Aracruz Celulose S.A. Business Information, Profile, and History
22299-900 Rio de Janeiro
Growth Strategy: Establish a stronger presence in the world's pulp market, through acquisition of existing pulp operations and/or capacity expansion, both at the right time and cost.
History of Aracruz Celulose S.A.
Brazil-based Aracruz Celulose S.A. is the world's leading producer of bleached eucalyptus pulp for the paper industry and one of the world's largest wood pulp producers. The company has an annual production capacity of 2.4 million tons, through two mill sites. Barra do Riacho, the company's main site located in Espirito Santo, produces two million tons of pulp with three full-scale production units, including boilers, digesters, and bleach and drying lines. The company also operates its own private port, Portocel, in Espirito Santo. Aracruz's other site, Riocell, was acquired in 2003; located in Rio Grande do Sul, it produces 400,000 tons of bleach eucalyptus pulp each year. The company is also constructing a third site, through its 50/50 Veracel Celulose joint-venture with Stora Enso, at Eunapolis, in Bahia, which will have a production capacity of 900,000 tons upon completion in 2005. Aracruz produces its own wood through its management of nearly 190,000 hectares of planted eucalyptus--a fast-growing hardwood not native to Brazil. The company has played an active role in developing new genetic varieties of eucalyptus to meet its production needs. As part of its longstanding commitment to sustainable development, the company's eucalyptus plantations are interspersed by native tree species. The company's eco-friendly policies extend to its production facilities, which are outfitted with chemical recovery systems, water treatment facilities, and biomass power generating systems making use of the company's own waste production. In addition to pulp, Aracruz has diversified, launching its own line of hardwood products. Aracruz is led by Luiz Kaufmann. Founder Erling Lorentzen and family remain major shareholders in the company.
Planting a Wood Pulp Giant in the 1960s
Born in 1923, Erling Lorentzen had been forced to flee his native Norway after that country was occupied by the Nazis during World War II. Lorentzen, part of a shipping family with interests in Brazil, joined the Norwegian resistance and was sent to Great Britain, where he received military training. Lorentzen then returned to Norway, and, undercover as a farmer, took command of some 800 resistance fighters.
Following the war, Lorentzen, who had not been able to complete high school, was granted the right to enroll in the M.B.A. program at Harvard University. Returning to Norway, Lorentzen began working for his father's shipping company, acting as a representative in Brazil. Lorentzen also found a wife--Princess Ragnhild Alexandra, daughter of then King Olaf V and sister of the future King Haakon. The marriage marked the first time a member of European royalty had married a commoner.
Yet Erling Lorentzen proved no common businessman. The Lorentzens moved to Brazil during the 1950s and set up a gas distribution business in conjunction with the family's holdings. By then, interest was beginning to grow in developing a wood pulp industry in Brazil. The country offered a number of natural advantages, including plenty of space and low wages. But most importantly, Brazil boasted a climate of year-round sun and warm weather. Whereas the planting-to-pulping time span of trees planted for pulp production in northern climates ranged from 15 years to as much as 50 years in northern Europe, Brazil's climate offered the possibility to grow trees with a five-year turnaround rate.
Initial attempts by another company to begin wood pulp production failed, however, due to the poor choice of tree--although eucalyptus had been introduced to Brazil in the early part of the 20th century, Jari had chosen a different species, imported from Indonesia, that did not react well to Brazil's soil. In the meantime, Brazil's forest continued to be devastated. With no coal deposits of its own, the country cut down its trees in order to produce charcoal. The situation was particularly dire in the northern coastal state of Espirito Santo, where most of the forests had been destroyed, sinking the population further into poverty.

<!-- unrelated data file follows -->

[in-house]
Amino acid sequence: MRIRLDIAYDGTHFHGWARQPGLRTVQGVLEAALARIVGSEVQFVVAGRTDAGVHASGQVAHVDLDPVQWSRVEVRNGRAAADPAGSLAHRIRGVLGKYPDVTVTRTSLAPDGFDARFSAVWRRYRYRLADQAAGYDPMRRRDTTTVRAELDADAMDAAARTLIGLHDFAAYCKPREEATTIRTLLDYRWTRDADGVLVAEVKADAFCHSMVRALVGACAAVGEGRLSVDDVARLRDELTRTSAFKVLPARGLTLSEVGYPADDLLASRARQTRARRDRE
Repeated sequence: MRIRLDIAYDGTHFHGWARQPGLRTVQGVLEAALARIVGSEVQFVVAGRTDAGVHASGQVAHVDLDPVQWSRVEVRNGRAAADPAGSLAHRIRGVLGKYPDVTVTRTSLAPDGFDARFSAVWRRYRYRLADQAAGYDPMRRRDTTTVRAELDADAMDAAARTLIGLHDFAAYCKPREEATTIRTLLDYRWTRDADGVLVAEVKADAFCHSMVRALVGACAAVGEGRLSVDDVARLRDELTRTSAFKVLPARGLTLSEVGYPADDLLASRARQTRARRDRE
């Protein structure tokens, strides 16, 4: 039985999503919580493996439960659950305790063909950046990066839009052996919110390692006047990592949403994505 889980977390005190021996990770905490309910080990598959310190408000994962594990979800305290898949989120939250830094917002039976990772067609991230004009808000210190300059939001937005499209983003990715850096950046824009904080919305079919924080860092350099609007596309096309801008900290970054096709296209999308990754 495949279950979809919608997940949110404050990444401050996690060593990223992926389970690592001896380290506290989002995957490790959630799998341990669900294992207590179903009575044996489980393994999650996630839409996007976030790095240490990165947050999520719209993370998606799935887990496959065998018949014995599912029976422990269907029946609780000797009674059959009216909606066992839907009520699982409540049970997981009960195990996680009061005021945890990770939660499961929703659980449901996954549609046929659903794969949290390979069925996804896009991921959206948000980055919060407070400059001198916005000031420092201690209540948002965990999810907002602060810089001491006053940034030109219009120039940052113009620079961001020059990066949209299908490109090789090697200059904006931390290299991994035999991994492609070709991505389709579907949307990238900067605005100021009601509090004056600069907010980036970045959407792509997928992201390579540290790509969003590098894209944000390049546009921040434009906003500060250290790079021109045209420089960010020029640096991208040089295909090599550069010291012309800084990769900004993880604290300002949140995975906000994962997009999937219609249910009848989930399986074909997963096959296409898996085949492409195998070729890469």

Lorentzen began gathering funding from private investors and government sources and began buying up land in Espirito Santo with the intention of developing new eucalyptus plantations. Lorentzen quickly decided on using a variety of eucalyptus, in part for its quick growth cycle of just seven years in Brazil's climate. Eucalyptus presented other advantages, particularly in that a tree will grow back from the stump after it has been cut down, enabling the same tree to be harvested up to three times, lowering the investment and reducing the length of the growth cycle.
By 1967, Lorentzen had formed Aracruz Florestal S.A. and begun planting its first eucalyptus forests using seed produced in Brazil. Because these trees were not genetically developed, the initial planting presented a number of difficulties, including a susceptibility to trunk rot and irregular growth and shape patterns. Nonetheless, by 1972, the company began its first harvest and began eyeing the start-up of pulp production. As part of that development, Lorentzen formed a new company, Aracruz Celulose, which absorbed the original Aracruz company as its subsidiary. Aracruz Forestal was fully merged into its parent in 1993.
Yet Aracruz was not satisfied with the quality of its eucalyptus forests. In 1973, the company launched a research and development program in order to enhance the quality of its forests by developing varieties of eucalyptus adapted to Brazil's soil and climate conditions. In particular the company sought to develop fast-growing, disease-resistant species with uniform growing cycles, straight trunks, and few side branches--which would allow more dense planting.
From the start, however, Aracruz emphasized the need for environmentally friendly plantation policies, including the interspersing of its eucalyptus plantations with significant acreage set aside for native species. This move not only protected native plant species in the area, it also helped limit the effects of insect and disease on Aracruz's eucalyptus forests. The company also began seeking financing for construction of its own pulp mill, a difficult task in the slumping market of the mid-1970s.
Aracruz launched actual production of wood pulp only in 1978. The company's production unit at Barra do Riacho, in Espirito Santo, initially had capacity of 400,000 tons per year. Aracruz's timing proved fortunate: soon after it launched production, worldwide pulp prices began to rise again, and by the mid-1980s had paid off its debts. Aracruz quickly developed into one of the world's lowest-cost producers of wood pulp, with per-tonnage prices as much as one-third or more that of competing world markets.